Cartilage Is A Nutritional Goldmine

The Importance of Cartilage in the Canine (and Feline) Diet

Cartilage is made up of highly specialized cells and a matrix of proteins. It is more matrix than cells because cartilage does not contain blood vessels to receive oxygen which creates a low-oxygen tissue that is not an ideal environment for cells. The matrix of cartilage is made up of proteins known as collagen and proteoglycans as well as other minor proteins. The wealth of value found in feeding cartilage to pets is in the matrix where we find the collagen, hyaluronic acid, and chondroitin. Because collagen is the most abundant protein in the body, it is vitally important that your pet receives an abundance of collagen from cartilage in their daily meals. As our pets age, their collagen production decreases in the same way as ours. This can lead to an increased risk for tendon and ligament injury and damage, joint injury and destruction, muscle soreness after exercise, and even muscle atrophy. Hyaluronic acid acts as a lubricant and a cushion for the joints and tissues assisting in preventing injury. Couple these with chondroitin, a chemical found primarily within joint cartilage that creates elasticity and the ability to retain water, and you have a cocktail of nutrients that, according to numerous studies, are twice as effective as using glucosamine supplements for joint health. If this is not beneficial enough, cartilage also contains micronutrients that include manganese, copper, and even some vitamin C. Thus it is vital to feed your pet all types of cartilage-rich raw meaty bones (RMB) such as joints, rib cages, and vertebrae as well as cartilage structures such as trachea, ears, and bronchial tubes.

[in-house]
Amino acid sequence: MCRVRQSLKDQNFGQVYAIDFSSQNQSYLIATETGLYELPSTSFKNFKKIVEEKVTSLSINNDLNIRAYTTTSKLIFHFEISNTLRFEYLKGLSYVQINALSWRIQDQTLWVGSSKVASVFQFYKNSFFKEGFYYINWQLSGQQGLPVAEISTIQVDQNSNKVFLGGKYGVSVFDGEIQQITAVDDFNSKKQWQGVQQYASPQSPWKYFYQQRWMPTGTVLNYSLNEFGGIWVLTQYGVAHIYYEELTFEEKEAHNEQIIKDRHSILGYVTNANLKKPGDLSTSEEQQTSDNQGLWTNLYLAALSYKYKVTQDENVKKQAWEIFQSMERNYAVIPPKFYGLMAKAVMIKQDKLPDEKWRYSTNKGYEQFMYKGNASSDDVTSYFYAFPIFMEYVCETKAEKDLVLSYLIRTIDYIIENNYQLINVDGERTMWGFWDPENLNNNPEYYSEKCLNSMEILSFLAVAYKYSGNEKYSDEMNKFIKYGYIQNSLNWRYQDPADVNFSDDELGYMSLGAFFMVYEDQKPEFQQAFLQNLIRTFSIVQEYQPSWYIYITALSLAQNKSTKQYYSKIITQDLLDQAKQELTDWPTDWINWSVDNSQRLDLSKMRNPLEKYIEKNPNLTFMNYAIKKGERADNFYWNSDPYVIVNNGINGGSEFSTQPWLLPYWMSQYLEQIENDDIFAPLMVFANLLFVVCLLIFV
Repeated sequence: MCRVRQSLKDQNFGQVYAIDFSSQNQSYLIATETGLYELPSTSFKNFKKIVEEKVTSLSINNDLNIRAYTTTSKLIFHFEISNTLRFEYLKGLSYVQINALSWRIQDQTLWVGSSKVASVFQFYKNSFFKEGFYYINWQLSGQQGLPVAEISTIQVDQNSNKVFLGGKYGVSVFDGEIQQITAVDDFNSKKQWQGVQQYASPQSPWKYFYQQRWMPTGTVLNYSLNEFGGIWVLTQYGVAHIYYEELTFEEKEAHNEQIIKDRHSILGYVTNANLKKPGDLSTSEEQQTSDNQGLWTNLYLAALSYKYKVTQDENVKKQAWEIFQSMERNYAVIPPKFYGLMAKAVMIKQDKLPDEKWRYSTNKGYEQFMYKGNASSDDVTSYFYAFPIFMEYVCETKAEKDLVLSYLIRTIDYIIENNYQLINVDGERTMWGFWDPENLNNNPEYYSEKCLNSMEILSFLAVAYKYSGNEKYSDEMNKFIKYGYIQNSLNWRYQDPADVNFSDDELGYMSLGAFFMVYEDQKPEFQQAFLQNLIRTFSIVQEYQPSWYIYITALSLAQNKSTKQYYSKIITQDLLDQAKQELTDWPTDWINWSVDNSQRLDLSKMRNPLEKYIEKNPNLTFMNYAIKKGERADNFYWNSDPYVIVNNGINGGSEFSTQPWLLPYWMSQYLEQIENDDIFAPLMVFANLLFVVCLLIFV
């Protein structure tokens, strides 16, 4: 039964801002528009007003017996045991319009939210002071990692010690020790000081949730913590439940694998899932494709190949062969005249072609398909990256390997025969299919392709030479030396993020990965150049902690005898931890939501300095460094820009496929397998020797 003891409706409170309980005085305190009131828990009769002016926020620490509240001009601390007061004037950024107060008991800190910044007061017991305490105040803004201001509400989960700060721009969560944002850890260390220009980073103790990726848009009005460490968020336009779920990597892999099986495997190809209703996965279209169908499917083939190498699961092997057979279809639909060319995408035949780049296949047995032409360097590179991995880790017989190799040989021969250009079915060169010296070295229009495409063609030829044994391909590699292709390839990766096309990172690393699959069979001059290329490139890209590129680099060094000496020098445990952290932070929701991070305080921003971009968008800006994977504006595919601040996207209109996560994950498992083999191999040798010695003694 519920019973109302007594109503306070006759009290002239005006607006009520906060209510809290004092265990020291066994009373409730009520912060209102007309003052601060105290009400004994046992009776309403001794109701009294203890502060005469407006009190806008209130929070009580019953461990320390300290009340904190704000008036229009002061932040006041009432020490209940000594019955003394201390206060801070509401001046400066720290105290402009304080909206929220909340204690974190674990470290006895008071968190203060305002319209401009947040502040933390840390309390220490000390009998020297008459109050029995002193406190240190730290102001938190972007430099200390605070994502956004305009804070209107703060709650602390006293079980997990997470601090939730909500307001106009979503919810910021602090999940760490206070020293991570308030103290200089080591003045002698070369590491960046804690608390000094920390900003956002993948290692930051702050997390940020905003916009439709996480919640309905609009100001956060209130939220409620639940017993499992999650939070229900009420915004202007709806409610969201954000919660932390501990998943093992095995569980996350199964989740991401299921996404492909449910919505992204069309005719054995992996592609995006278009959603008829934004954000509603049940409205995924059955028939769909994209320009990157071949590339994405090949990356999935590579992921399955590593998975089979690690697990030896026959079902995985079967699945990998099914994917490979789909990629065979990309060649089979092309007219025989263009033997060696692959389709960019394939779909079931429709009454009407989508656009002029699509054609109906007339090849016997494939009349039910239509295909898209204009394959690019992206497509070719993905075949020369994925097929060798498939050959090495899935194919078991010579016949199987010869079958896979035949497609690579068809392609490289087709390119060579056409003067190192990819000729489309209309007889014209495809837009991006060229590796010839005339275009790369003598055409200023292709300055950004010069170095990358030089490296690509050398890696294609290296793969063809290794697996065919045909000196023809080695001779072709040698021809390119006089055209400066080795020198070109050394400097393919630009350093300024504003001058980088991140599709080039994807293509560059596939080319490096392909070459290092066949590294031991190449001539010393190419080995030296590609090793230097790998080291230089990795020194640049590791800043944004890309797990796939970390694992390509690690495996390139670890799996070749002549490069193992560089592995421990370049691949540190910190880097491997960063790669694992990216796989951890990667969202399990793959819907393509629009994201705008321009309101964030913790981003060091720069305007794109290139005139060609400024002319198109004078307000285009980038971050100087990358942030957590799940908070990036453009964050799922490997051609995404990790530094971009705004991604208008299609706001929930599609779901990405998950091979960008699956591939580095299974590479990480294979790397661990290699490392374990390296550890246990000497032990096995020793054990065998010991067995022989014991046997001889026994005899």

This begs the question, what or how is the best way to feed cartilage to your pet? Since many pet parents follow the popular 80/10/10 meal-formulation guide [80/10/10 is a ratio formula used to create raw meals that translates into 80% muscle meat, 10% secreting organs (5% liver + 5% other), and 10% bone], I am often asked, which category would non-bone cartilage such as trachea or ears fall into; bone or meat? It certainly seems to be a reasonable question, but is applicable only if a pet parent is following a ratio too strictly. In all honesty, it is an irrelevant and futile question in that in the attempt to categorize every tissue and body part ingredient into the 80/10/10 formula, pet parents tend to lose sight of an important fact . All parts of a prey animal’s carcass is simply a part of one WHOLE. Now don’t get me wrong, the 80/10/10 formula is a great guide to reining-in and limiting ingredient amounts to avoid an improperly “balanced” meal. So, let’s consider this more deeply by more closely examining bone and meat.